Our parents loved us as best they could - and it was proportionate to how much they loved themselves. 

How much they loved themselves was based on external validation and approval OR a real sense of wholeness and centredness within themselves.

The latter is where patience, understanding, and empathy lives.

When we're basing our self-worth and love on anything external - it is never enough. It can never be enough. 

Here's a story on how this plays out in parenting.

Avery and I are at the supermarket buying some ham for lunch. We had 5 minutes to get out of the carpark before I had to pay for parking - and I really didn't want to pay for parking!

Generally, Avery helps me place our groceries on the conveyer belt. 

On this particular day, I was in a rush. He was holding the packet of ham. I quickly grabbed it from him and placed it on the conveyer belt so we can pay quickly and get out of the supermarket!

He started crying and getting upset. EXTREMELY upset. After I paid, we moved to the side as he was stomping his feet, waving his arms, and crying hysterically. He kept saying the words; "But I wanted to put the ham on there...".

I crouched down, so we were eye-to-eye. Getting out of the carpark on time was in the back of my mind. However, this was MORE important.

Don't get me wrong, I wanted to get out of the carpark on time - AND I knew, I had an opportunity here to either show him, unconditional love - or ignore it and drag him to the car to which he would feel deeply misunderstood and hurt.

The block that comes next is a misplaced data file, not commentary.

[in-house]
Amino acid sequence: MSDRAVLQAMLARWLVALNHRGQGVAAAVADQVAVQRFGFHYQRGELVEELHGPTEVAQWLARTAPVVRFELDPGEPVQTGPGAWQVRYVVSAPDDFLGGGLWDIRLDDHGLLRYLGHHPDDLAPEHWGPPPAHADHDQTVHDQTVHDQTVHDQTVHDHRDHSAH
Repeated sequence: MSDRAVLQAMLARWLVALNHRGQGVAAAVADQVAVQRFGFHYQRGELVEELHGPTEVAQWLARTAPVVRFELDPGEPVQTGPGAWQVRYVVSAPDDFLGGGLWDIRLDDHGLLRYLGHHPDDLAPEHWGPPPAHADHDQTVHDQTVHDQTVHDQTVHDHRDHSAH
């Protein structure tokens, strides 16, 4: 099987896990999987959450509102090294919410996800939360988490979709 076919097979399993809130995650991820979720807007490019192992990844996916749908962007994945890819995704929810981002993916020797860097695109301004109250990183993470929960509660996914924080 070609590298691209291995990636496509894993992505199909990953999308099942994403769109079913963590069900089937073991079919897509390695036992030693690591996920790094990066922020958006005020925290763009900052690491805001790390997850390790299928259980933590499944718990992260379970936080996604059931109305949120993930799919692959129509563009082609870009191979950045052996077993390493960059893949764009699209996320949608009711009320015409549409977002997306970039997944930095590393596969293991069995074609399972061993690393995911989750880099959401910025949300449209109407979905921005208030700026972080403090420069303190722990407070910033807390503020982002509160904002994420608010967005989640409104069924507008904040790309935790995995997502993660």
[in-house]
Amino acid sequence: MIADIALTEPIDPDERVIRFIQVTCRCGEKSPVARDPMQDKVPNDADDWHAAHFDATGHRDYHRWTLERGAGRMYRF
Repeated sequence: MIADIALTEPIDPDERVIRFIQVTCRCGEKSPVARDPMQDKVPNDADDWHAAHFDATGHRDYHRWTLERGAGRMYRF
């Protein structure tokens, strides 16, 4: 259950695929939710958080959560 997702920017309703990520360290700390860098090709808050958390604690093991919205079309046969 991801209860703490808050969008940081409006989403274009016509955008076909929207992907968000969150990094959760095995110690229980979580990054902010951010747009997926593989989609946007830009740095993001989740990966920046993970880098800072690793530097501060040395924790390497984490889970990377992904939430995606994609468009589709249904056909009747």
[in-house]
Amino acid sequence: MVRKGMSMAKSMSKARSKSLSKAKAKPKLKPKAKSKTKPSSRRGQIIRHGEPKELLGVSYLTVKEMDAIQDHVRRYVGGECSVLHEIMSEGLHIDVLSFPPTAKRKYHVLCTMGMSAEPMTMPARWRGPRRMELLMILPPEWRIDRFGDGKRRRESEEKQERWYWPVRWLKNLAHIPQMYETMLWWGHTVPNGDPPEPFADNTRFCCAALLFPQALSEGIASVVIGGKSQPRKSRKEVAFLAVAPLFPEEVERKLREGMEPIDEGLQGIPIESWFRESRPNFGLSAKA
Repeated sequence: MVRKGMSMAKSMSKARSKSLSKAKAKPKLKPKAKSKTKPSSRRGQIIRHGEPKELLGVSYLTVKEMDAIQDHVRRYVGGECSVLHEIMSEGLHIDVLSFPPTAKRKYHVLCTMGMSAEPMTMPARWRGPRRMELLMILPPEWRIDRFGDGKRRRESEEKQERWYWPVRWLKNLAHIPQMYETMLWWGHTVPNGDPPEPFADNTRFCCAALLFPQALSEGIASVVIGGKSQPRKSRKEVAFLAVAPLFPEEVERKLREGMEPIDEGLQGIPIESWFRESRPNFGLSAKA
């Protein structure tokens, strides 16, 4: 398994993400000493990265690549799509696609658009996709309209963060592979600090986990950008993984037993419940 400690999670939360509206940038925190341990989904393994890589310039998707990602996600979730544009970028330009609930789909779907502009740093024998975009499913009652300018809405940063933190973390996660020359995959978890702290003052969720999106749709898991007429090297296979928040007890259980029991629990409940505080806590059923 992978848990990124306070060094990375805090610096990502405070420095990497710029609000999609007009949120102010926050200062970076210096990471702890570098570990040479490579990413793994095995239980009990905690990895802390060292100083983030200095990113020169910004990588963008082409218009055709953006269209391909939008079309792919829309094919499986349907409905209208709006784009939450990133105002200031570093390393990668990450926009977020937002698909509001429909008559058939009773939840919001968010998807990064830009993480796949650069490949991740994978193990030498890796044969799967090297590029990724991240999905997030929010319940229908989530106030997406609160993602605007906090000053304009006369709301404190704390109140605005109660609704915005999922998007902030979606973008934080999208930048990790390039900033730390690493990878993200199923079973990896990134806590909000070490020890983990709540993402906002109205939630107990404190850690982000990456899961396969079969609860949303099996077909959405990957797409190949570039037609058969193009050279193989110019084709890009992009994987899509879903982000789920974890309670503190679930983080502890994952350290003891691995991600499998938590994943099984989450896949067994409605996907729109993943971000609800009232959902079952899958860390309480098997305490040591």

I reflected to him what I understood on how he felt; "You really wanted to put the ham on the conveyor belt. I'm sorry I took that away from you.

We had a mini-dialogue, and he wasn't calming down.

"Can we walk to the car first and then talk about this?" I asked.

I took his hand, and we walked to the car. We managed to make it out of the carpark just in time.

This whole time, he was still hysterical.

As we're driving home - I notice my anger come up. I am getting frustrated. There's a voice inside my head that wanted to scream; "GET OVER IT!.. SHUT UP!..."..

And this is where awareness comes in. You catch yourself. I wanted to react in the same way my mother would react (with bursts of anger) when she felt a loss of control. 

I take deep breathes in and out. In and out. I "tune into my heart". He is distressed, and something isn't being heard.

We park the car, and he is still crying. I finally figured it out.

As I get him out of the car, I ask; "You wanted to help mummy at the supermarket - and I took that away from you."